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News » Shaq brings rewards and risks

Shaq brings rewards and risks

Shaq brings rewards and risks Cavaliers

As Cavaliers fans are about to find out, everything Shaquille O'Neal does is big.

What the team is specifically concerned about is the size of his impact, both positive and negative. Though the Cavs sold the trade to get O'Neal as a low-risk, high-reward deal, there is indeed some risk and certainly the potential of supreme reward.

Here is a look at both as the Cavs are set to begin training camp on Monday.

The potential rewards

* A true low-post presence: O'Neal is one of the best centers in NBA history and also one of the most efficient scorers in the game. He has a career shooting percentage of 58 percent and was better than 60 percent last season with the Suns.

Offense in general operates better when plays can develop from the inside out. Over the past several years, Cavs coach Mike Brown has been encouraging a drive-and-kick offensive system to mimic this action because the team has not had a good low-post option. O'Neal will have a massive size advantage on most opponents, and if he scores at his usual clip, teams will have to either double team or help on him, which should open up shots for teammates. It has for nearly two decades.

* A one-man defensive island: Last season, the Cavs had serious problems when they matched up against the Magic and Lakers. They had trouble controlling Dwight Howard and keeping him from getting low position. He would either catch the ball too deep and get a dunk or a foul, or he would find his 3-point shooters when the Cavs double-teamed him.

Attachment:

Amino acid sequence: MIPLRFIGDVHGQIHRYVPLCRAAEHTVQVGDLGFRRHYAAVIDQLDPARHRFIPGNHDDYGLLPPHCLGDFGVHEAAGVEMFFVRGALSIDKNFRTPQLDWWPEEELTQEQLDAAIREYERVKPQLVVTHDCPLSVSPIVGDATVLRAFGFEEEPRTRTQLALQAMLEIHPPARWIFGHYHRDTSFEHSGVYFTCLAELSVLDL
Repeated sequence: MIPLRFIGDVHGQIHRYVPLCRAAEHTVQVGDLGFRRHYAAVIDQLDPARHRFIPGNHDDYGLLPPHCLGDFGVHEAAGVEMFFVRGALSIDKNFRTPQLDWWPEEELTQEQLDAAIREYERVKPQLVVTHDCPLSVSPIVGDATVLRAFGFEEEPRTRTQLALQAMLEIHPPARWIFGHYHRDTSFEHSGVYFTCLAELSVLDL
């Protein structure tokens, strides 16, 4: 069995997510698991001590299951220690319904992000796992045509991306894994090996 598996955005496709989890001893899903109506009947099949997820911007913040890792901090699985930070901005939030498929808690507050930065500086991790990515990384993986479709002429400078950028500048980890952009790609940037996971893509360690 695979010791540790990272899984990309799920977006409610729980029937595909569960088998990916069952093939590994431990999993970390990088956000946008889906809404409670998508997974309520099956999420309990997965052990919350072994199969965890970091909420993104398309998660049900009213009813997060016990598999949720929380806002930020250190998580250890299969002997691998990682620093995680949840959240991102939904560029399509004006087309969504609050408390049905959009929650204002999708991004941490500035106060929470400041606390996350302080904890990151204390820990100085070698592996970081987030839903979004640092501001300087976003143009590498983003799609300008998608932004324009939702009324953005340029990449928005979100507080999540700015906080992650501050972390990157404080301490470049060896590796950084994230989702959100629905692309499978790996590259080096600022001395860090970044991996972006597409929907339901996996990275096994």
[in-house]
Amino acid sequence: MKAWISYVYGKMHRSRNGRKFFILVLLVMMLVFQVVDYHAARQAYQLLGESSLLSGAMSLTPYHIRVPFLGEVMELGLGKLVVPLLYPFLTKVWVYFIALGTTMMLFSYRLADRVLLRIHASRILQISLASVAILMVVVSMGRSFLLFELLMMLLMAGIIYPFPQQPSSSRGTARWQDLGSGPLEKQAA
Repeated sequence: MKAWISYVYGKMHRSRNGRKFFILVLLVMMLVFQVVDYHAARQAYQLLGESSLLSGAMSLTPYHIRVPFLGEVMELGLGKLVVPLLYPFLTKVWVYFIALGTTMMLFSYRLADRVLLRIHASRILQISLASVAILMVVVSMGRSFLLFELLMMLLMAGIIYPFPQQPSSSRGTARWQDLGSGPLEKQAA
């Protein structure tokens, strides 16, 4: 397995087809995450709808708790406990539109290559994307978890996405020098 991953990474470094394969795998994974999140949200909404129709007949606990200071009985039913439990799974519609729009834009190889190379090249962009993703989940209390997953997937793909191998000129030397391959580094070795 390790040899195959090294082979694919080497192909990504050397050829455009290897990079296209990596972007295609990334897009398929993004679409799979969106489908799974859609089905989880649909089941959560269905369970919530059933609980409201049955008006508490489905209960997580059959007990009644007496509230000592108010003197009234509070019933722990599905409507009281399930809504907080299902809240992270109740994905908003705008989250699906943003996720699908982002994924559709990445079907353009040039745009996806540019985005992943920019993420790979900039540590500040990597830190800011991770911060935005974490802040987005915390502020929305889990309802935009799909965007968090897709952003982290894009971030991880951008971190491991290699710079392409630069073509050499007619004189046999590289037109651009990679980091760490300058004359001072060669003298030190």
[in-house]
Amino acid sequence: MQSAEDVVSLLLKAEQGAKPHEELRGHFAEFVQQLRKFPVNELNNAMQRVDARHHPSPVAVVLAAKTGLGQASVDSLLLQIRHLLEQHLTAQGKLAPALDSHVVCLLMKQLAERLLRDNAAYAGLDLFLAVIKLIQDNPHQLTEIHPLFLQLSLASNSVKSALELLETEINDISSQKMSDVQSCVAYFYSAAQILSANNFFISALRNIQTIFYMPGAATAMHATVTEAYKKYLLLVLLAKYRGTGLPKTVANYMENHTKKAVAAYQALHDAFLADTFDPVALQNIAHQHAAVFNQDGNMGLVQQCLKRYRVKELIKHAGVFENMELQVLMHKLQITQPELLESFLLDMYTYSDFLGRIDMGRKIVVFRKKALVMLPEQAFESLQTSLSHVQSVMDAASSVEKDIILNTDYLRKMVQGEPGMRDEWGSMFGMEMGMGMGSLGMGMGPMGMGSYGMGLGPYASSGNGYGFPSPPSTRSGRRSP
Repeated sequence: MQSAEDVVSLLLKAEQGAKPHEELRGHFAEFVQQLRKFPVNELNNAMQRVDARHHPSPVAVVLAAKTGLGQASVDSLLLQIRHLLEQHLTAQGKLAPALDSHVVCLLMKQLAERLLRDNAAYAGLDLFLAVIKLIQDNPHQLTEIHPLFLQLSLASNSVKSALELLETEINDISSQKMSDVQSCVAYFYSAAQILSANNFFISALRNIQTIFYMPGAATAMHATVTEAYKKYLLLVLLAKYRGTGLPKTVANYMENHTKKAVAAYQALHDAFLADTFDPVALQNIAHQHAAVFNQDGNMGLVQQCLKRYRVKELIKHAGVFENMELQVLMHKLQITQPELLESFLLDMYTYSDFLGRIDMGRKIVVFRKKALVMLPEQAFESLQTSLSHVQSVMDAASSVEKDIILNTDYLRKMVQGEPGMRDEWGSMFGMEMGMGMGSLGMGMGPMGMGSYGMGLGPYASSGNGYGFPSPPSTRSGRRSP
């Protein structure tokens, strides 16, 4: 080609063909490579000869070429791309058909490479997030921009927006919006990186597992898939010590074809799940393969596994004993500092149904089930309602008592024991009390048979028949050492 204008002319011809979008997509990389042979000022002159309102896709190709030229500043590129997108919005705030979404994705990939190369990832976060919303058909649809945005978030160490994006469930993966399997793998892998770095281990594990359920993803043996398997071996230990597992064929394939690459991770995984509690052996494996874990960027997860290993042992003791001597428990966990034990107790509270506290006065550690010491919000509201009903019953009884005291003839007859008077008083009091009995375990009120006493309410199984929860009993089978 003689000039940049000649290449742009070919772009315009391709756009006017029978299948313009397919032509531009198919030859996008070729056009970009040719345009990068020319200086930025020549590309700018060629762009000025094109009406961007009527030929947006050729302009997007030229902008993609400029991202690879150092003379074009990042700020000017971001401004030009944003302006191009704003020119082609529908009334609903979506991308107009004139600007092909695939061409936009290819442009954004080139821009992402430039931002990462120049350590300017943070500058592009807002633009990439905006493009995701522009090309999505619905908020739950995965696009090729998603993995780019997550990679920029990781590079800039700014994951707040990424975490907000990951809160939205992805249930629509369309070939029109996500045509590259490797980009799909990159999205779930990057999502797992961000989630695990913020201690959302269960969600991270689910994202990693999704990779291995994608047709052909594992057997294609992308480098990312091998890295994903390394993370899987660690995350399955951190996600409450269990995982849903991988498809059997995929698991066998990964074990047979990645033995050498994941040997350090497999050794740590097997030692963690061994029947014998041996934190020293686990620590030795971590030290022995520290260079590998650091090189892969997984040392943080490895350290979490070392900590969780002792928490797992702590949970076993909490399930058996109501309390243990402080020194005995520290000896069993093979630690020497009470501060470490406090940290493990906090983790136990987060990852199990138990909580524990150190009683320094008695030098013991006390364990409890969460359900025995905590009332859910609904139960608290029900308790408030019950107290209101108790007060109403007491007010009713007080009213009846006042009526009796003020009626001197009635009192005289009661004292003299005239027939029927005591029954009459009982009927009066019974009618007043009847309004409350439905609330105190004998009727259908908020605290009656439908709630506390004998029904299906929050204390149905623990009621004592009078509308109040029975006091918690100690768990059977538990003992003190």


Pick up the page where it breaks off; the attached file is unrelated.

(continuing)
Against the Lakers, the Cavs had issues dealing with their multiple big men. If Pau Gasol wasn't beating them, then Andrew Bynum or Lamar Odom did. Often, when the Cavs had to help one of the Lakers' three big men, the other was there to take advantage on the weakside via a pass or rebound.

O'Neal is not spry and he has problems handling the pick-and-roll, but he will never give up position because of size. He will not need help guarding his man, be it Howard or Gasol or Bynum. This will enable the Cavs to play straight up defensively and eliminate the trick defenses that failed them in the Eastern Conference Finals.

With Zydrunas Ilgauskas to help him, the Cavs can choose to play big if teams such as the Lakers opt to use two centers at one time.

O'Neal does not move nearly as well as he used to and therefore is not as good of a basket defender when it comes to blocking shots. But 1-on-1 he still is as good as it gets at the position.

* A motivated big man: O'Neal missed the playoffs last season for the first time in his career and had to watch former teammate and uneasy rival Kobe Bryant tie him with four championship rings. He has been issued a challenge by Howard as the heir to his throne even though he's not ready to give it up. And he's fighting to prove that he still can be a champion.

During his career, O'Neal has been at his best when he's been motivated. With his stated goal to win his fifth championship before Bryant and with a new contract on the line, there's no questioning his motivation. Which is exactly what the Cavs want and need.